The azaleas are blooming in Augusta. Six hundred miles north, the cherry blossoms are taking a beating from winter's backlash.

For the first time since 1975, Lee Elder isn't playing in the Masters tournament. He's home in Washington, strengthening his knee and his resolve. "I haven't had a chance to look at the cherry blossoms since I've been home," he said. "But when I look at them, azaleas will be on my mind."

Eight years ago, Elder became the first black golfer to qualify for the Masters and he has been answering questions about it ever since. As Georgetown Basketball Coach John Thompson pointed out recently, there is something insulting in those "first black" questions, "first black" labels. Elder does not regard himself as "the Great Black Hope" in a great, white sport. At age 47, he is simply a golfer who has great hopes for being better than he has been.

Elder says it's lonely being in Washington this week. Driving down Magnolia Lane--that's what he misses most, he says--that and his friends. "At the start of the week, it was eating away at me, not being there," he said. "It's the greatest tournament I've ever competed in. But I do not stay awake at night."

"Certainly, I'm down on myself, not having played well enough to qualify for Augusta," he said. "I was in great position to qualify at the U.S. Open. Then I went bogey, par, double bogey on the last three holes of the last round and missed it by a couple of shots (the top 16 finishers at the Open qualify for the Masters). It's hard to live it down, thinking about those shots. When you have something in your grasp and you let it get away--it's hard to live down something of that importance."

In 1973, before he qualified for the Masters, Elder says, some members of Congress wrote to the tournament directors asking for a special invitation for him. He would have refused it, he says. This year, he wondered whether he would get one (none were given), but wasn't disappointed when it didn't come.

His last chance to qualify was Sunday at Greensboro, N.C. He failed to make the cut. The week before in the Sea Pines-Heritage Classic at Hilton Head Island, S.C., he finished 62nd. In 11 tournaments this year, he has made the cut six times. His best finish was a tie for 24th at the Bob Hope Desert Classic, where he shot a 67 in the third round and earned $2,292.

Although his best finish in a tournament since 1978 was a tie for third in Atlanta last year, he has no thoughts of retiring. He says he doesn't want to and can't afford to (last year he finished 72nd on the money list with $59,829). Where does he go from here? "To the next golf tournament," he said, smiling.

"At Sea Pines, I looked at myself and what I had done and I said, 'This is not very rewarding.' I talked to myself and said, 'I need a little more motivation, I need to work a little harder.' That week, I worked harder. After two rounds, I was five shots back of the leader. The next couple of days, it got cold and rainy, and I am not a good cold-weather player."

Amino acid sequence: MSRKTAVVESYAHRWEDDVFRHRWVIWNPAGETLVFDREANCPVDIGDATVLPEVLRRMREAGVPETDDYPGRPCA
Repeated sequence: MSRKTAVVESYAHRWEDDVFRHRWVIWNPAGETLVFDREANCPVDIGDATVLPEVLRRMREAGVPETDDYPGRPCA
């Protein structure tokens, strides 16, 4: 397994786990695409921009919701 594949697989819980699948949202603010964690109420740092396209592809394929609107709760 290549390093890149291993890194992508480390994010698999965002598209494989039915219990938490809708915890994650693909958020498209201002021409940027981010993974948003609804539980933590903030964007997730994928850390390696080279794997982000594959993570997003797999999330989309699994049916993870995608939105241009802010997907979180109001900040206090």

Elder said he had become a lazy player. "I think you'll see a more determined Lee Elder," he said. "Being home this week, I've had the chance to analyze the way I've played since January. I think I have to change my approach. I took golf for granted too much. I didn't practice as much as I should. I'd hit a few balls early in the morning. I didn't really practice or putt. I'd leave the golf course, go sit in the motel, maybe have a couple of beers and read a magazine. I took for granted that my game was in good enough shape that I didn't have to practice. With the level of competition, you have to practice harder."

Elder thinks he can get better. That, of course, is contingent upon his body treating him better. He has long been troubled by a bad knee and a slipped disk, which went out again Monday, when he reached for a club. He lifts weights to strengthen his knee and does stretching exercises to help his back. He will play 15 more tournaments this year, and says he will try to maintain a schedule of two weeks on and one week off to ease the strain on his back. "I'll compete as long as I can walk," he says.

Like many golfers, Elder is concerned about the image of the game. "The tour now has a lot of young kids who are not very personable," he says. "Every time you turn on the television, you see some young . . . kid who's not gonna crack a smile."

Golf "has become such a big business, people don't enjoy it as much as when the purses were small and the pros were more outgoing," he said. "Today if the fans come out and say something to a guy, he'll snub him off. They saw so many guys do this, they took it upon themselves to act the same way. When a person pays money to come through the gate and wants to say hello on the fairway after you've made your shot, I see nothing wrong with it. . . That's the type of thing the older players realize. If the fans don't come through the gate, you're out of a job."

With so many younger players, he says, "it's just a money game. I always felt I was an entertainer. I would go to the ropes to talk with them. Today, the players are like robots. You wind 'em up and put 'em on the first tee and probably not more than two words will be said from the first tee to the 18th green."

He shook his head. Golf, you see, needs its elders.